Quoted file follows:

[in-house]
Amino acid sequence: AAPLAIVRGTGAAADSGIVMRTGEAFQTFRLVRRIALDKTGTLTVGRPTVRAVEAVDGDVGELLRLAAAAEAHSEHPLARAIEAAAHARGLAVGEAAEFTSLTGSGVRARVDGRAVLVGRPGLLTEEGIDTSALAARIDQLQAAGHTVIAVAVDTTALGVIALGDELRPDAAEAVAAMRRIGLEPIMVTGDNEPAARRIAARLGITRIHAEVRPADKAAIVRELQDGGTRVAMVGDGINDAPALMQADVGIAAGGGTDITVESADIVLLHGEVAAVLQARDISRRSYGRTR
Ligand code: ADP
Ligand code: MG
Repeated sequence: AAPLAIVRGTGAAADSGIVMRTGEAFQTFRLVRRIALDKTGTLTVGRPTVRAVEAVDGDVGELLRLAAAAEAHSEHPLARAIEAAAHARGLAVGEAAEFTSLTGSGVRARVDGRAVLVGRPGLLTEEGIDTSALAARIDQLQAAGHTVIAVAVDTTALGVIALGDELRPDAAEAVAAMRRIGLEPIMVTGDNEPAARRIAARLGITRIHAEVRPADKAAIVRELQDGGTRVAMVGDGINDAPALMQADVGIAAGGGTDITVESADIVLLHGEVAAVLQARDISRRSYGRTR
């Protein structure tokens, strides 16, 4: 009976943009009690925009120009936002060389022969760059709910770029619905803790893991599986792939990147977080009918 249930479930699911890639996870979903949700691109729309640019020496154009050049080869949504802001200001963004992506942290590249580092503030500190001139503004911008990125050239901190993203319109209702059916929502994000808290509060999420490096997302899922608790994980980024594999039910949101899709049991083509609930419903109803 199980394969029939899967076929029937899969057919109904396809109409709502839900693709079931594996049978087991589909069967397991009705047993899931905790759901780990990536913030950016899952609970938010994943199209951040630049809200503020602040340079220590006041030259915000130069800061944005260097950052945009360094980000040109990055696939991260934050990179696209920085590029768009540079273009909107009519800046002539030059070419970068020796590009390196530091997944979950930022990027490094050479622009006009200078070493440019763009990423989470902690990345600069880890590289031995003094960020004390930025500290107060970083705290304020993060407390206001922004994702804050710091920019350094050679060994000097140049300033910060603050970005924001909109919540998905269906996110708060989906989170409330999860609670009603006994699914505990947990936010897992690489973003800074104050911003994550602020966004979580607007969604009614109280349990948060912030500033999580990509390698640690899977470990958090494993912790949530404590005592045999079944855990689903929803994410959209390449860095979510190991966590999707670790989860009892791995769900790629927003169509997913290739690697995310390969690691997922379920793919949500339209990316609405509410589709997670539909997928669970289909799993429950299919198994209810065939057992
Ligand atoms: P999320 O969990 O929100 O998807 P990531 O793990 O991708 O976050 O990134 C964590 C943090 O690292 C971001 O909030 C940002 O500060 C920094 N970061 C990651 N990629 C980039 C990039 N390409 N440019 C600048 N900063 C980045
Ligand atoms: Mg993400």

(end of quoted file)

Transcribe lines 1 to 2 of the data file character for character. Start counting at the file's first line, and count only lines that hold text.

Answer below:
[in-house]
Amino acid sequence: AAPLAIVRGTGAAADSGIVMRTGEAFQTFRLVRRIALDKTGTLTVGRPTVRAVEAVDGDVGELLRLAAAAEAHSEHPLARAIEAAAHARGLAVGEAAEFTSLTGSGVRARVDGRAVLVGRPGLLTEEGIDTSALAARIDQLQAAGHTVIAVAVDTTALGVIALGDELRPDAAEAVAAMRRIGLEPIMVTGDNEPAARRIAARLGITRIHAEVRPADKAAIVRELQDGGTRVAMVGDGINDAPALMQADVGIAAGGGTDITVESADIVLLHGEVAAVLQARDISRRSYGRTR